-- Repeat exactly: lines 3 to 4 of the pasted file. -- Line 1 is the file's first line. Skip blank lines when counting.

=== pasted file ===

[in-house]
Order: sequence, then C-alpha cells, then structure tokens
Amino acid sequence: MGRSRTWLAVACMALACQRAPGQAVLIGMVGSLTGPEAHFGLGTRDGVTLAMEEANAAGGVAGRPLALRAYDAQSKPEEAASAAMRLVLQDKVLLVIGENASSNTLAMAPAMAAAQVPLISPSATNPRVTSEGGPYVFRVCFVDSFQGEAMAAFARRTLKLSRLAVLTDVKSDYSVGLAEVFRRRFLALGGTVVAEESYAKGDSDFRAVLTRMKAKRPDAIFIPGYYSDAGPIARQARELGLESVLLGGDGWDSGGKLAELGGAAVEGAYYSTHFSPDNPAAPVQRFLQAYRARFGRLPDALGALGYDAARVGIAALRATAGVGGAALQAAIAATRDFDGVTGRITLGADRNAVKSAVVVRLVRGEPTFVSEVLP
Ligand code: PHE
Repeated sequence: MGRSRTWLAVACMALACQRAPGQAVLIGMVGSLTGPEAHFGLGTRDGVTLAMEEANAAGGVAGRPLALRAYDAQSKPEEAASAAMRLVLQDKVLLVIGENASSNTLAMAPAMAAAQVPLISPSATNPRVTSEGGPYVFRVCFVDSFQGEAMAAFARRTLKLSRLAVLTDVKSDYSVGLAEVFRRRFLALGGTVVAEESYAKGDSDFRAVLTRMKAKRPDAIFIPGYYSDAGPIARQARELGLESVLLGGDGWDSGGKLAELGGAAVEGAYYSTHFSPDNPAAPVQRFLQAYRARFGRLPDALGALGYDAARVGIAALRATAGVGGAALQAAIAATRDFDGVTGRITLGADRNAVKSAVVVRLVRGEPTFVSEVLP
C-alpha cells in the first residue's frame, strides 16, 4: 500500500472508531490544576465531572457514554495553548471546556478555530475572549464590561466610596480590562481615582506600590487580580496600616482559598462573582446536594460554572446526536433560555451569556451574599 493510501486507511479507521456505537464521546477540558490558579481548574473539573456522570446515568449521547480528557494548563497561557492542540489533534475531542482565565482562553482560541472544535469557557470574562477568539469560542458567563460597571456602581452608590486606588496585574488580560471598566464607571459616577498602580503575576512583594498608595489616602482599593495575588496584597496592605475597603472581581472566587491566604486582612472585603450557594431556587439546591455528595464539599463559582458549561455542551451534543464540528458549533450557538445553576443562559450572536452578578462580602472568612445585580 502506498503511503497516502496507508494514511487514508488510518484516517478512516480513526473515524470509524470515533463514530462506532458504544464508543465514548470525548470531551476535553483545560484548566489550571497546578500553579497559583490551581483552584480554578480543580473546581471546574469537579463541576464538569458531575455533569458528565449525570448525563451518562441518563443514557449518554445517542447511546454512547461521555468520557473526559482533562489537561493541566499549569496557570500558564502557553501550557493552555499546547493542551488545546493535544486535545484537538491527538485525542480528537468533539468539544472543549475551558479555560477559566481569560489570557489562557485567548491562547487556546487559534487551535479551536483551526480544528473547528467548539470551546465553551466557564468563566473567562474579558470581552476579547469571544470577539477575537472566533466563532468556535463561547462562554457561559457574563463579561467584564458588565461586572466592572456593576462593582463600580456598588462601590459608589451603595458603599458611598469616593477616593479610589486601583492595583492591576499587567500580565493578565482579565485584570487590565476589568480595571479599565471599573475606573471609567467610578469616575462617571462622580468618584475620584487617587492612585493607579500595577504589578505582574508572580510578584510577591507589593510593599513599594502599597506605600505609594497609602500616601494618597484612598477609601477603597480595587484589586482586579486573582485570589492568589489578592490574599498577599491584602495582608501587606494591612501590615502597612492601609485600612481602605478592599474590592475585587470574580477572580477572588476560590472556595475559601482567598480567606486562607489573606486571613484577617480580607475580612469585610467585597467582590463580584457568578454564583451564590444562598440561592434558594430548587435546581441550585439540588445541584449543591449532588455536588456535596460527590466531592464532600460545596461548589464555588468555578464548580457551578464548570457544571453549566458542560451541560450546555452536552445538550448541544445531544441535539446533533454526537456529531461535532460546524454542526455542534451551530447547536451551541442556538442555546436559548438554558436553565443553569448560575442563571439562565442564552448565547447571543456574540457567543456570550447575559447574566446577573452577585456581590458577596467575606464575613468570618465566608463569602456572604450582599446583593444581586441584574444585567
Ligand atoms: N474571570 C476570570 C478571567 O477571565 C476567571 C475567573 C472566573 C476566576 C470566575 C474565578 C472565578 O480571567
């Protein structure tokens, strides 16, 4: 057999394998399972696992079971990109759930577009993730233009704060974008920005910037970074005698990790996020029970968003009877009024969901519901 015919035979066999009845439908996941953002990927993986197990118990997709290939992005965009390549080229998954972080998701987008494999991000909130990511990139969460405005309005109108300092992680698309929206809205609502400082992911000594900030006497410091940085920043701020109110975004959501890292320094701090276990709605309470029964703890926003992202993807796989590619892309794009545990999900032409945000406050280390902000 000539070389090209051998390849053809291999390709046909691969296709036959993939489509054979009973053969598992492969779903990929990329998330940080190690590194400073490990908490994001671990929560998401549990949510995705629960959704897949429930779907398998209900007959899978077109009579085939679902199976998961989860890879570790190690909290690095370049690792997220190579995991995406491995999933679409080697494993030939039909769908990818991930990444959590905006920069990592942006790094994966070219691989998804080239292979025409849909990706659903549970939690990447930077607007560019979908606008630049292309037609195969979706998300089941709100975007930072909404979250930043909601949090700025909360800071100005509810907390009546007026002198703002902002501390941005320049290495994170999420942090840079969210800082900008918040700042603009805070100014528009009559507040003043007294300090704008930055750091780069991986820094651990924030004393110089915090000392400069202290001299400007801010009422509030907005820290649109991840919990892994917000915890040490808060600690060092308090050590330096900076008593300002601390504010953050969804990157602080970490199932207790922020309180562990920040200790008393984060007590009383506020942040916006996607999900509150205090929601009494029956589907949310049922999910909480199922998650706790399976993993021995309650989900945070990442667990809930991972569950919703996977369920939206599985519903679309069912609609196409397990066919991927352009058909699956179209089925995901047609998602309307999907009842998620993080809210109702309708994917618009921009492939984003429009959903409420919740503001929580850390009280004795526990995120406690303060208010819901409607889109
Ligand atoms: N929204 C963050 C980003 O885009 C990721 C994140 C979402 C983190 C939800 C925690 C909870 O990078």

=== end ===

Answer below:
Amino acid sequence: MGRSRTWLAVACMALACQRAPGQAVLIGMVGSLTGPEAHFGLGTRDGVTLAMEEANAAGGVAGRPLALRAYDAQSKPEEAASAAMRLVLQDKVLLVIGENASSNTLAMAPAMAAAQVPLISPSATNPRVTSEGGPYVFRVCFVDSFQGEAMAAFARRTLKLSRLAVLTDVKSDYSVGLAEVFRRRFLALGGTVVAEESYAKGDSDFRAVLTRMKAKRPDAIFIPGYYSDAGPIARQARELGLESVLLGGDGWDSGGKLAELGGAAVEGAYYSTHFSPDNPAAPVQRFLQAYRARFGRLPDALGALGYDAARVGIAALRATAGVGGAALQAAIAATRDFDGVTGRITLGADRNAVKSAVVVRLVRGEPTFVSEVLP
Ligand code: PHE